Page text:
World’s Largest CFB Plant in Operation

What is reported to be the world’s largest CFB plant is now in preliminary operation in Jacksonville, Florida. As part of the U.S. Department of Energy’s (DOE) Clean Coal Technology (CCT) demonstration program, JEA has repowered Unit 2 at their Northside generating station with a Foster Wheeler circulating fluidized bed (CFB) boiler, Figure 1.

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As part of the CCT program, DOE provided 24 percent, $74.7 million, toward the cost of the project. The remaining 76 percent of the project’s cost was provided by JEA. Unit 1 has also been repowered with an identical CFB; however, this was funded entirely by JEA.

Under the contract with JEA, Foster Wheeler was responsible for the extended island scope of the project. Besides designing, supplying and installing the CFB boiler, Foster Wheeler was responsible for providing engineering, procurement and construction management services for the supply and installation of the air pollution control system, chimney, limestone preparation system and ash handling system.


California Chowchilla distributed generation plant. Photo courtesy Encorp, Inc.
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JEA’s staff, supplemented by Black & Veatch through an existing alliance with JEA, was responsible for implementing the remaining portions of the project. This included upgrading the existing steam turbine island equipment, constructing the receiving and handling facilities for the fuel and reagent, and upgrading the electric switchyard and ash management system.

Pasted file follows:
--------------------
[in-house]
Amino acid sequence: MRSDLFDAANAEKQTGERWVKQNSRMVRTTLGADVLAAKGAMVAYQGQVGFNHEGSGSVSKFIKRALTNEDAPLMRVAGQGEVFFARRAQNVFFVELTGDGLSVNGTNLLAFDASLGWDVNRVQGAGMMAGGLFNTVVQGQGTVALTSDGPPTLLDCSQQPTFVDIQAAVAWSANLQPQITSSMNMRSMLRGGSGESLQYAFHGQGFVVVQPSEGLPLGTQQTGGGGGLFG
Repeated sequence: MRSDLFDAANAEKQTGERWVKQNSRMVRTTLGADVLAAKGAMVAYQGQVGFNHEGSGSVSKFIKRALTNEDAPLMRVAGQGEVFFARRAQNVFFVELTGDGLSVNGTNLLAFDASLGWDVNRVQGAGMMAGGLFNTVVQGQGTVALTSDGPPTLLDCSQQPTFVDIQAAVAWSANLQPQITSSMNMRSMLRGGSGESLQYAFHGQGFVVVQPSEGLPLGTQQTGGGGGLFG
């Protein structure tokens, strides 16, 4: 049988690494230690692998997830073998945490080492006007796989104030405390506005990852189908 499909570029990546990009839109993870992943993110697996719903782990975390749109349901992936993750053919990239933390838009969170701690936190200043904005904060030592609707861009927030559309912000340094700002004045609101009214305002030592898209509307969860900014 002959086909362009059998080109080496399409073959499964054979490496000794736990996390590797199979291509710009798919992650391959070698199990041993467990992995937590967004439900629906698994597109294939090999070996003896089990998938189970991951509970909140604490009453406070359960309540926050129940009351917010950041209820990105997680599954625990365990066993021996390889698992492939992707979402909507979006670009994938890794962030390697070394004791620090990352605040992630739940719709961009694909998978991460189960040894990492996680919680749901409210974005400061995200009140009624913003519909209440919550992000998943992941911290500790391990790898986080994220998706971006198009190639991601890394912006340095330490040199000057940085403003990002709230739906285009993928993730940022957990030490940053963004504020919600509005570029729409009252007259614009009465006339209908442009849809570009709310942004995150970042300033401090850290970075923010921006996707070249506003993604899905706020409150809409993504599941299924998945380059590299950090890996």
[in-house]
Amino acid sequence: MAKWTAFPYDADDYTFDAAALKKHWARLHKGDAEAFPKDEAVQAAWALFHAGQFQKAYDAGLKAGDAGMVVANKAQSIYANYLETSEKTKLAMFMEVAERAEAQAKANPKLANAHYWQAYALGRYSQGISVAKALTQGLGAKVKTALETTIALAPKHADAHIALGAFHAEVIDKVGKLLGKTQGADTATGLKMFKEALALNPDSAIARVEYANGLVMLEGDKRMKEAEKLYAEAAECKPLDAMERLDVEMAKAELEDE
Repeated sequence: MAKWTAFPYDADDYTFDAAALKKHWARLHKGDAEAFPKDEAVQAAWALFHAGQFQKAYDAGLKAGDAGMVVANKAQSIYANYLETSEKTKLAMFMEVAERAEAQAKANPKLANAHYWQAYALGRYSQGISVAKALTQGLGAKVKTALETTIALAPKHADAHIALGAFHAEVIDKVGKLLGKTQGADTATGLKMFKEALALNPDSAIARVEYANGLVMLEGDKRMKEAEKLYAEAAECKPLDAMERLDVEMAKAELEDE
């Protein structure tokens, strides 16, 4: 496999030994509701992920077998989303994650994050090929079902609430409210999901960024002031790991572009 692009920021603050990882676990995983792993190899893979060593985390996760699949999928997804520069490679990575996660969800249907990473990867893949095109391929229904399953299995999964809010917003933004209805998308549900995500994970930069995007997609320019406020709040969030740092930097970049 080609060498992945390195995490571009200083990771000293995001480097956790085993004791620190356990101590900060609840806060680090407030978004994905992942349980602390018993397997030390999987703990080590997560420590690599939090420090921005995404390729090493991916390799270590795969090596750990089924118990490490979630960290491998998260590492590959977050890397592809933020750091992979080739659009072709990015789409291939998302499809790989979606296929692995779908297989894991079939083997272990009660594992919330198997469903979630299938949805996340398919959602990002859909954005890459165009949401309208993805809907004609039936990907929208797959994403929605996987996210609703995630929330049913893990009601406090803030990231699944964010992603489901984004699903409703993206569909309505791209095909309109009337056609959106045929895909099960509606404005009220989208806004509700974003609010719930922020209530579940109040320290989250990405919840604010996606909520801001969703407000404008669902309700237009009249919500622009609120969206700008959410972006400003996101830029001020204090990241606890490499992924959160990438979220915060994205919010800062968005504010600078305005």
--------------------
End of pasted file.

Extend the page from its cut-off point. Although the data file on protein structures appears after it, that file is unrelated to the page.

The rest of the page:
The Northside CFB boilers are designed to burn 100 percent bituminous coal and 100 percent high sulfur petroleum coke. In operation, the boilers typically can remove 98 percent of the SO2 without flue gas cleanup. However, to improve the overall economics and environmental performance of the unit, a polishing scrubber has been installed. This scrubber minimizes reagent consumption when firing petroleum coke, which can contain up to eight percent sulfur.

After evaluating several types of polishing scrubbers, JEA and Foster Wheeler selected a combination spray dryer and pulse jet baghouse. The spray dryer utilizes a dual fluid nozzle atomized by air. Operating together, the CFB boiler and SO2 scrubber allows the plant to capture more than 98 percent of SO2 emissions and meet the permit limits of 0.15 lb/MMBtu.


Chowchilla’s 3.125 MW Deutz natural gas reciprocating engines. Photo courtesy Encorp, Inc.
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Similarly, the relatively low furnace temperature of the CFB boiler, 1,600 F, results in appreciably lower emissions of nitrogen oxide (NOx) compared to a conventional coal-fired boiler. Nevertheless, the unit includes a new selective non-catalytic reduction (SNCR) system to further reduce NOx emissions. The permitted limit for NOx emissions is 0.09 lb/MMBtu. The new baghouse removes more than 99.8 percent of the unit’s particulate emissions.

Technical Characteristics

Enclosure walls, division walls and six wing walls provide the evaporative surfaces within the furnace. Water-cooled partial division walls divide the furnace into three zones, thus allowing for even distribution of the gas and solids to the unit’s three steam cooled cyclone separators. However, there is no superheat or reheat surface installed in the furnace.


Repowered 300 MW Northside CFB plant. Photo courtesy of Foster Wheeler.